Stanford University’s registrar, Thomas C. Black, isn’t surprised that fewer employers are asking for college transcripts these days.
The old-school version, with its list of abbreviated course titles, credit hours, and grades, might as well broadcast, "Here is a record of everything the student has forgotten," says Mr. Black, who is also associate vice provost for student affairs.
"There’s a clamor," he says, "for something more meaningful."
That "something" is a form of extended transcript or digital portfolio that captures more of what students are learning both inside and outside the classroom.
There could be links for study abroad and internships, robotics competitions and volunteer activities. An electronic portfolio could include examples of creative writing or artwork, or an engineering prototype a student developed.
And at a time when everyone, it seems, is looking for evidence of "competencies," students could highlight the specific learning outcomes they gained in their courses.
Institutions like Stanford and Elon Universities have been experimenting with some of those ideas, which created a springboard for brainstorming sessions here this week at a meeting of the American Association of Collegiate Registrars and Admissions Officers, or Aacrao. The Lumina Foundation has provided $1.27 million for the association to work with Naspa — Student Affairs Administrators in Higher Education in developing ideas for more-robust student records.
Here's an example of the enhanced transcripts that Elon is trying:
The registrars also heard from the leaders of three entrepreneurial businesses who said they never looked at college transcripts.
While the business leaders said they appreciated efforts to highlight specific skills, piling too much information into an electronic portfolio could overwhelm employers, they suggested. Many of the skills they’re looking for may also be hard to spell out.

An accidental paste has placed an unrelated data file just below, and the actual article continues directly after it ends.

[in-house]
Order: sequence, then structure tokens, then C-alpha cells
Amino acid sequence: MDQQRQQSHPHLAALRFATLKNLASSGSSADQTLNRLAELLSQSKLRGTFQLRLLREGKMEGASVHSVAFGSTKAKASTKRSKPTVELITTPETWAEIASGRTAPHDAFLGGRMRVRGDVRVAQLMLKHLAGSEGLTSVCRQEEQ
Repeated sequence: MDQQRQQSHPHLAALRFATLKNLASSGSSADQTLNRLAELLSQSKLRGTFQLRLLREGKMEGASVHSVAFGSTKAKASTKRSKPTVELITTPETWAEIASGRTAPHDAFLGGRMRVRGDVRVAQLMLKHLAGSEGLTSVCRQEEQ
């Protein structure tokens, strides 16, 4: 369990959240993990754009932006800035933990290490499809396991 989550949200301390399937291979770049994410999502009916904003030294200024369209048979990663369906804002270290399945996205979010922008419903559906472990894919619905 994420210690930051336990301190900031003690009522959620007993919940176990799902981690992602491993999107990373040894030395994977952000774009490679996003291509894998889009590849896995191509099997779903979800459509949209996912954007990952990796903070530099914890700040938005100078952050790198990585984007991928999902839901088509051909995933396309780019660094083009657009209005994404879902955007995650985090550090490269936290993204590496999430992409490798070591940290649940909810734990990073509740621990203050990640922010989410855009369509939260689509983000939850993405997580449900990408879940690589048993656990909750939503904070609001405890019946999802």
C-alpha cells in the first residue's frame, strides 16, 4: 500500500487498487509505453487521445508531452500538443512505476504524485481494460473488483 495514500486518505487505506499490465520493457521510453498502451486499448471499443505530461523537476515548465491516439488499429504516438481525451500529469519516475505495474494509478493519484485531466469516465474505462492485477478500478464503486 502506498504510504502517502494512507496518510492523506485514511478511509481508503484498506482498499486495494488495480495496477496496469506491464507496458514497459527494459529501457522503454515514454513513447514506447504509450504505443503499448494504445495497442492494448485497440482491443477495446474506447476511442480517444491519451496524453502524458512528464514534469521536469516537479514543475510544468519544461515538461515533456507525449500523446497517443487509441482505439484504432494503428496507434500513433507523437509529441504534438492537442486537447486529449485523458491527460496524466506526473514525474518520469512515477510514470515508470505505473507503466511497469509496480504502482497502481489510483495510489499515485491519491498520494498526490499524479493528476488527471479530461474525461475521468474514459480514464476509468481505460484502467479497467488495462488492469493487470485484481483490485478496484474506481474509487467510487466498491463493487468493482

"What we value are people who can adapt to environments that are constantly changing," said Cam Houser, chief executive officer of 3 Day Startup, a company that runs hands-on entrepreneurship programs for students at more than 50 colleges. "We want to see what they tried and failed, and what they learned from it. We don’t hire anyone with a five-year plan."
A Proxy for Elimination
The college degree has also become a screening tool for employers who are deluged with applications for jobs, like receptionist and office clerk, that previously didn’t require a postsecondary education. Transcripts that show only courses and grades may shortchange disadvantaged and first-generation college students who got a shaky start academically but have relevant experiences that don’t show up on a traditional transcript.
"They may have skills, but they’ll never be chosen because the proxies employers are using eliminate them," Mr. Black said. "The transcripts don’t help."
When designing new transcripts, it’s crucial for colleges to understand that students are eager to highlight their skills and want to get into the workplace as fast as they can, he said.
Listening to their skepticism about the value of college transcripts, Mike Reilly, executive director of Aacrao, expressed the frustration many in the audience were having in trying to communicate with local employers.